Most of us enjoy hosting a variety of birds at our feeders.  However, the common grackle one bird that is not always a welcomed guest in our backyards.

       The common grackle is one of the larger birds that frequent our feeders.  Common grackles measure anywhere from 12-12.5 inches in length.  This makes them three to four times larger than a finch.  I often hear people say the common grackle uses its large size and threatening bill to bully other smaller birds away from feeding nearby.  This does not endear it to people that enjoy watching other birds partake in their feeder offerings.

       If that is not enough to turn public opinion against them, the bird has an appetite that matches its size.  A single grackle can eat a huge amount of food in a very short period to time.  This problem is especially acute when a flock of wintering grackles descends on our feeders.  As anybody that feeds birds knows, a flock of grackles can wipe out a feeder full of black oil sunflower seeds in a matter of minutes. 

       They also love suet.  I personally have seen them devour a cake of suet in a single afternoon.

       Whenever I make presentations dealing with bird feeding people often ask, “How can I deal with this problem?”

       Although there is no perfect solution to this dilemma, here is a list of a few of the ways in which you can deal with common grackles devouring too much food are your feeders.

       When grackles arrive, stop feeding birds on feeding trays and hoppers.  Grackles seem to prefer feeding at flat, open feeders and feeders equipped with large perches.  Replace them with tube feeders with short perches.  You can also purchase feeders with removable perches, which prevent larger birds from using them.  Feeders surrounded with wire cages are also available.  These wire barriers prevent larger birds from taking seeds from the feeder standing in the middle of the cage.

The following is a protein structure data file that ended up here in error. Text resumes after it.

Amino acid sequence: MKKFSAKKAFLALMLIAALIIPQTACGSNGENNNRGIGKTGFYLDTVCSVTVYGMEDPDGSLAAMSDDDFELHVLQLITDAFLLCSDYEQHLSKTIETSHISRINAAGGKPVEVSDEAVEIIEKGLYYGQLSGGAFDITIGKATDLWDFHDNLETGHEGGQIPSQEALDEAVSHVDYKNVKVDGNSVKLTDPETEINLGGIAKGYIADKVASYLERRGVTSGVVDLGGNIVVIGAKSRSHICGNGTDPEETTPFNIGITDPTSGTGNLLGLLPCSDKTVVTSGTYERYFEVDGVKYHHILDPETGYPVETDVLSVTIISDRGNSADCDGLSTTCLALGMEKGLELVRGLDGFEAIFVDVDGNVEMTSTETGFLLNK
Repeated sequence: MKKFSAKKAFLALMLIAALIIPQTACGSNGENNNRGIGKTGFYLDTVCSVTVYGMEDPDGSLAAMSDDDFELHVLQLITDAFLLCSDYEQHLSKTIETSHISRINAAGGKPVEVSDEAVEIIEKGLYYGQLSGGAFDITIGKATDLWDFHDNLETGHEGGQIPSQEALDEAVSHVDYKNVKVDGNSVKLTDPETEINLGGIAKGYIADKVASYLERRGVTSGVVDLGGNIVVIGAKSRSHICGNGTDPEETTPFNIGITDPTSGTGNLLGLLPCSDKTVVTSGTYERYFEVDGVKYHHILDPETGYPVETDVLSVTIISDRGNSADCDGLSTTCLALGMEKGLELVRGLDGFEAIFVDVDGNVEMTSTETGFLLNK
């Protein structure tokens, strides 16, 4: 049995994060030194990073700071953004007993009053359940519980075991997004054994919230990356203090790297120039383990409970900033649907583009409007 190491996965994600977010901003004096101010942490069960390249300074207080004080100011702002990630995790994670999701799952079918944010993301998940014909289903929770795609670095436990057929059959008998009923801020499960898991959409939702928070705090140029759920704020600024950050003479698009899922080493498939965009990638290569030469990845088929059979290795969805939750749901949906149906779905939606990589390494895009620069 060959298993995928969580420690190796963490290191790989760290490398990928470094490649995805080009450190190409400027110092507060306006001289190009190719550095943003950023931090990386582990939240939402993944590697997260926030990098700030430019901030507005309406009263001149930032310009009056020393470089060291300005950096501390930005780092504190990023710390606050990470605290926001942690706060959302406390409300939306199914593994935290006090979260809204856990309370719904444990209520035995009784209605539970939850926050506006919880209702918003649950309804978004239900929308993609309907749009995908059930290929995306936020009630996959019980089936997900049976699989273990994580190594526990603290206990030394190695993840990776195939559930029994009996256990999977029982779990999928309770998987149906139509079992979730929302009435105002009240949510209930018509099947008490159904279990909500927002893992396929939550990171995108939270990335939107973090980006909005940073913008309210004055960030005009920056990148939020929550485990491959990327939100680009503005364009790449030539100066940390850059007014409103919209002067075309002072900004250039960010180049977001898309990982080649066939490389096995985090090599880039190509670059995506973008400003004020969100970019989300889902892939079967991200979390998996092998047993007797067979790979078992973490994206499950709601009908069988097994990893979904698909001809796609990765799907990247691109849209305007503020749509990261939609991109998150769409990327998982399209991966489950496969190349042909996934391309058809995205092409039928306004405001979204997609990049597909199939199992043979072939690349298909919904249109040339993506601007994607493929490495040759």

During times when grackles are a problem, begin offering foods that grackles do not like.  For example, avoid feeding scratch feed or mixed seed containing a high percentage of cracked corn, milo, wheat, and oats.  Since grackles avoid nyger and safflower seeds, feature them at your feeders.

       There are a couple of ways to deal with suet.  I simply remove suet when grackles become a problem.  However, suet can also be placed in feeders suspended in wire cages, or use feeders that require birds to feed while hanging upside down.

       Fortunately, in my neck of the woods, common grackles do not pose a problem until the first couple of weeks in February roll around.  When the birds do make their annual appearance, I activate my grackle action plan.  If everything goes well, grackles do not hang around too long and I can resume my regular feeding regime.

             

DON’T GIVE UP ON AMERICAN HOLLY BERRIES

       If you are fortunate enough to have an American holly (Ilex opaca) growing in your yard, you might wonder if this tree really does live up to its reputation of being an outstanding wildlife food plant.  This is because countless bright red berries can still be seen hanging among the thorny leaves of this native evergreen.  It seems as if birds and other wildlife simply do not eat them.